I love this article! Read the full text here.
"The problem with saying “It doesn’t matter how you give birth” is that if women take that to heart, they may not take the time to educate themselves on their choices or vet potential providers to find the right fit since the birth process doesn’t really matter anyway. Empowerment starts with women educating themselves on the childbirth process and understanding that they are the drivers of that process. Birth attendants are primarily experienced navigators who know what to do if inclement weather hits or if the car breaks down. They should not take the wheel unless there is truly no other choice.
Childbirth is the likely the hardest, most overwhelming thing a woman will ever do, so of course those experiences matter. If you walk away from your birth feeling powerless, that’s important. No matter how your baby ultimately enters the world, how you experience birth and how empowered you feel throughout the process does matter. Let’s stop telling women that it doesn’t."
When people hear "placenta" these days, they may tend towards thinking about placenta encapsulation. What about the placenta's role and potential as the baby is born? This is fascinating article on the placenta, delayed cord clamping, and newborn resuscitation. It's a little bit birth-nerdy, but if you are interested in cord clamping and your newborn's transition to breathing on her/his own, please have a read!
Read the full article here from Midwife Thinking.
Get some perspectives on your due date, or "EDD" (estimated due date), as well like to call it. Read what a midwife, a doula, an OB, a labor nurse, an acupuncturist, and a pediatrician have to say about. it And in case you didn't know already, only about 5% of women give birth on their due date. The rest of us tend to naturally go somewhere from week 37 (full term) to week 42. There are exceptions to this, of course - as always, with birth. My best advice on the "due date" situation is to consider it your due month, and when people ask you when you are due, you give them the month, not the date :)
Read the article on due dates from Well Rounded NY here.
Very interesting as it relates to birthing a human...
“Modern birthing science has placed a large burden on secreted hormones (like relaxin) to prepare the body for needed mobility.” Katy Bowman says. Yes, hormonal relaxin is useful in letting the body open up for the birth, but it’s not enough, unless we have strong muscles that can fully contract, but also fully release. But then, strong isolated muscles are not enough either. In order to have smooth births we need to have a whole-body endurance. A great way to develop endurance is to walk as much as you can. “The woman who wants to go about a birthing process naturally can follow the lead other “natural” processes women have been doing for millennia — walking 5–6 total miles per day, and squatting to bathroom multiple times daily” — she adds.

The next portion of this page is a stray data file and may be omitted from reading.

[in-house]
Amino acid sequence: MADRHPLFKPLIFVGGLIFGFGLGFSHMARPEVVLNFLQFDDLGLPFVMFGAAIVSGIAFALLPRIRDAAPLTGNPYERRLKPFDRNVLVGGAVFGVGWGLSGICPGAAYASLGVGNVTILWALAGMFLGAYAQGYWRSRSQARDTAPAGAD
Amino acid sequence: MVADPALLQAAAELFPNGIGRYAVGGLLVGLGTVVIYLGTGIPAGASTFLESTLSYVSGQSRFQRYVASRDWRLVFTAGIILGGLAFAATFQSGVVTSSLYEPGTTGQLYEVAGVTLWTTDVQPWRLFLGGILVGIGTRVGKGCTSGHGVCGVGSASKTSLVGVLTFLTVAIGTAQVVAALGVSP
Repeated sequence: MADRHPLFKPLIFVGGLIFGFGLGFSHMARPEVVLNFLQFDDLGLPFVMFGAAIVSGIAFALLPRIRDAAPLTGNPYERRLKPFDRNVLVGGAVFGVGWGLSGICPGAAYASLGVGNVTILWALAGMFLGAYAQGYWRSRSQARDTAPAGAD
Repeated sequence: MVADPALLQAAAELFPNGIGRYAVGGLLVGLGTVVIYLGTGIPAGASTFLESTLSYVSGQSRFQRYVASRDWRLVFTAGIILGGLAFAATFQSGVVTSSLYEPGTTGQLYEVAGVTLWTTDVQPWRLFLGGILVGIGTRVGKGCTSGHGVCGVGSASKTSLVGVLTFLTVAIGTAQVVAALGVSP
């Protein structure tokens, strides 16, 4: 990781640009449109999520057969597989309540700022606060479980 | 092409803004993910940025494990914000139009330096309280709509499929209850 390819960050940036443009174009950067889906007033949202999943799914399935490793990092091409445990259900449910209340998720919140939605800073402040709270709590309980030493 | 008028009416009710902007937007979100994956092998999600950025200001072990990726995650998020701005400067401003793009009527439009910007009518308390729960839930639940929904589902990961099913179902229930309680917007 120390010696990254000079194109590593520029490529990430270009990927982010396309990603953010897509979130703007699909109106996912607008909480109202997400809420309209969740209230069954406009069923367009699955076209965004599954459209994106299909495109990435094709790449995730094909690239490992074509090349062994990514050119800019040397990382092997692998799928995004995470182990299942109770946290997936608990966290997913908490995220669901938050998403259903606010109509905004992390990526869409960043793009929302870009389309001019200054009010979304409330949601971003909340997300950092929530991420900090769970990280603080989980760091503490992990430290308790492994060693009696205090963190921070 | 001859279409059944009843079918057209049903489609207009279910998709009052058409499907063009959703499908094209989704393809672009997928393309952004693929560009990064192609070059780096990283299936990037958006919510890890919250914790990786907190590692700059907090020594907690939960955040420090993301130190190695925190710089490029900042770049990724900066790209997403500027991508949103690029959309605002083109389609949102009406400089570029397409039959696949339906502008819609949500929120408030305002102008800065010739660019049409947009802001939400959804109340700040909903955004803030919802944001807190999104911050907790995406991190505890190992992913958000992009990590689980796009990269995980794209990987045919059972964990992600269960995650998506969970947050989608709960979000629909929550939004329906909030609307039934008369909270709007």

Read the full article here.
"The first germs to colonize a newborn delivered vaginally come almost exclusively from its mother. But the first to reach an infant born by cesarean section come mostly from the environment — particularly bacteria from inaccessible or less-scrubbed areas like lamps and walls, and skin cells from everyone else in the delivery room.
That difference, some experts believe, could influence a child’s lifelong health. Now, in the first study of its kind, researchers on Monday confirmed that a mother’s beneficial microbes can be transferred, at least partially, from her vagina to her baby after a C-section."
Read the full article from the NYT Well Blog here.
Ever wonder what evidence-based care is? This great free video series by Rebecca Dekker, PhD of Evidence Based Birth does an excellent job of explaining what evidence-based care is and how to get it. A must watch video series for expecting parents - even if you are not pregnant yet! In fact, the sooner parents-to-be have access to this kind of information, the better. Whether you are interested in a natural birth, home birth, hospital birth, cesarean birth, birth with a doula, or birth without a doula, midwifery care or medical care model, this video series is for you! There's also a great video on the evidence for birth plans. Very enlightening. Enjoy!
Click here to watch the Evidence Based Birth video series: Do Birth Plans Really Work?